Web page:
The Mavericks by Robert Harvey

A work that suggests that it is going to look at “military mavericks in the golden age of military history” but it is overly focused on Anglo – American commanders while dismissing the claims of others. The list of twelve “mavericks” (in chapter order) :-

Clive of India












While many on the list are quite deserving, others such as Washington and Macarthur are questionable. Furthermore the inclusion of naval commanders Nelson and Cochrane in a work on military commanders was a surprise. Certainly these two are worthy of inclusion but the author, Robert Harvey, needs to expand his definition.

The introduction entitled “the golden age of military leadership” raises a number of significant issues such as defining the “golden age” and arguing why each “maverick” was included. What was intriguing was the time spent praising the work of Frederick the Great, Napoleon and Sir John Moore yet spends little time effectively presenting the abilities of Washington, Grant and Macarthur. This makes the reader question why Frederick, Napoleon and Moore were not included in the list of “mavericks” even if it is to take out the Anglo – American bias in the list. Even so American commanders such as Sherman and Lee could be effectively argued as being more “maverick” commanders than say Grant and Washington.

Other issues that touched a nerve with the reviewed were the continued promotion of the concept that the British maintained strict “Prussian” tactics during the War of Independence against American guerrillas and the implication victory in Papua and New Guinea was purely a Macarthur led American victory. In response to the first issue Harvey ignores the fact that most battles fought during the war were pitched European style battles with little role for guerillas. Granted small actions in the south at Kings Mountain and the work of Morgan’s riflemen at Saratoga are not being denigrated here their role was certainly significant but we need to remember that the British adapted to these tactics and used them against the Americans especially in the South. On the second point Harvey ignores the efforts of the Australians in the defeat of the Japanese in New Guinea including the first defeat of Japanese land forces at Milne Bay. Furthermore failure to understand the conditions in New Guinea can be blamed on his remoteness from the frontline. The defeat of the Japanese on land in New Guinea can be credited to Australian leadership on the ground in New Guinea.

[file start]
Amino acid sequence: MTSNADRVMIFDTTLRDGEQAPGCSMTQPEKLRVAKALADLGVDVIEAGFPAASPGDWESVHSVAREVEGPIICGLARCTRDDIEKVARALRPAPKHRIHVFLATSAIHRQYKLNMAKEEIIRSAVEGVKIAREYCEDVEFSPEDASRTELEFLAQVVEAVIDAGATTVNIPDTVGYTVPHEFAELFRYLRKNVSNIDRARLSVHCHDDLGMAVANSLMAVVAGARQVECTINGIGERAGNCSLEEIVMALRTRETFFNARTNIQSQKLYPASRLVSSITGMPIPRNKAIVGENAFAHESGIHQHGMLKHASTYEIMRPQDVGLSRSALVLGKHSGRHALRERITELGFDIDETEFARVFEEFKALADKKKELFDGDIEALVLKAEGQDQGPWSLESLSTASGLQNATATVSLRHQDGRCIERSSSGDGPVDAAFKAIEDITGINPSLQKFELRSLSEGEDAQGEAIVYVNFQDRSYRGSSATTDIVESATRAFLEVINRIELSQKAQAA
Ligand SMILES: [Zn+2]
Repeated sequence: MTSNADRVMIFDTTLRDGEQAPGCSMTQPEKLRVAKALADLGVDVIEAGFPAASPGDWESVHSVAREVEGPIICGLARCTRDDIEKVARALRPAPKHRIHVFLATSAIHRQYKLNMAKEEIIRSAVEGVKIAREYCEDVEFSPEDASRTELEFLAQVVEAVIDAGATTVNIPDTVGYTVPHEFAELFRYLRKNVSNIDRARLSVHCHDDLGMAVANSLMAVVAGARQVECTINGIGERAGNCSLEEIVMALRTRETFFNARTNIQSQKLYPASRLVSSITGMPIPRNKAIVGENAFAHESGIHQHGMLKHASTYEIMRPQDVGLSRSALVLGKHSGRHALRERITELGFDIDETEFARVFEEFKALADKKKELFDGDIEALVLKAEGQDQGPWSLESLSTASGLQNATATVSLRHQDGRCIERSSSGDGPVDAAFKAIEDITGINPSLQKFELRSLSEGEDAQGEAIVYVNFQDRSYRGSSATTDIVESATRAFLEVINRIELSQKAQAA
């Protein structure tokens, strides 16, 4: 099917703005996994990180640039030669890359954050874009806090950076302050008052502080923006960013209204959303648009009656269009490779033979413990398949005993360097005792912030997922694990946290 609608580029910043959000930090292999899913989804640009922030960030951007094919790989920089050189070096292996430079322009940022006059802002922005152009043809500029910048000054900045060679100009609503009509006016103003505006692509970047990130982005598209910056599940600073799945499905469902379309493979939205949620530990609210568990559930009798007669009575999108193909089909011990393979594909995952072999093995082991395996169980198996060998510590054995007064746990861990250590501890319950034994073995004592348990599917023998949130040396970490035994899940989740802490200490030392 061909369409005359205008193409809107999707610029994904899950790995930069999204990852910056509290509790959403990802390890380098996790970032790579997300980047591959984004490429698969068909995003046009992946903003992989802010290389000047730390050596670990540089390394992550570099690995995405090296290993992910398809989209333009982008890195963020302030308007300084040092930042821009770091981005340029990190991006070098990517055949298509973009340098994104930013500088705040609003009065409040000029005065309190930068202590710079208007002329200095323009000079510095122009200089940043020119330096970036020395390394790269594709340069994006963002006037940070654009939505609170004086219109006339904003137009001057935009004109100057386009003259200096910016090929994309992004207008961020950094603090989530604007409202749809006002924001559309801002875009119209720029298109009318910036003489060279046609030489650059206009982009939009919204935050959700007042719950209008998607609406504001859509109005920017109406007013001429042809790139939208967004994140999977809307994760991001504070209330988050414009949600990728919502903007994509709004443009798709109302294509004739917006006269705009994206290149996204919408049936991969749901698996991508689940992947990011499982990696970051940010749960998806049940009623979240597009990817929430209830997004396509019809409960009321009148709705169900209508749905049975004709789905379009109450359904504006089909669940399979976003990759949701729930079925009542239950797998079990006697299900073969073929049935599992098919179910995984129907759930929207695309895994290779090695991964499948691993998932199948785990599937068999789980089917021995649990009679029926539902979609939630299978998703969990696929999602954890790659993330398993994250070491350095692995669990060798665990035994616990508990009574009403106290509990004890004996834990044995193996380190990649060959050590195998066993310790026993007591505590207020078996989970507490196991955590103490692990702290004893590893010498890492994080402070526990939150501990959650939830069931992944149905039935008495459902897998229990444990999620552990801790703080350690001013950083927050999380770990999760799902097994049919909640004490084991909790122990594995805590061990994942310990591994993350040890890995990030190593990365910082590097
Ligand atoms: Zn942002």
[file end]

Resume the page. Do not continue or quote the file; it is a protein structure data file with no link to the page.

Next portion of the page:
The intentions of this work are noble presenting twelve individuals who are seen to change the course of military history. Certainly it is well written by an experienced writer but the choices of “mavericks” can mainly be criticised for its Anglo – American focus. The claims of Frederick the Great and Napoleon are well presented but there exclusion is rather baffling.


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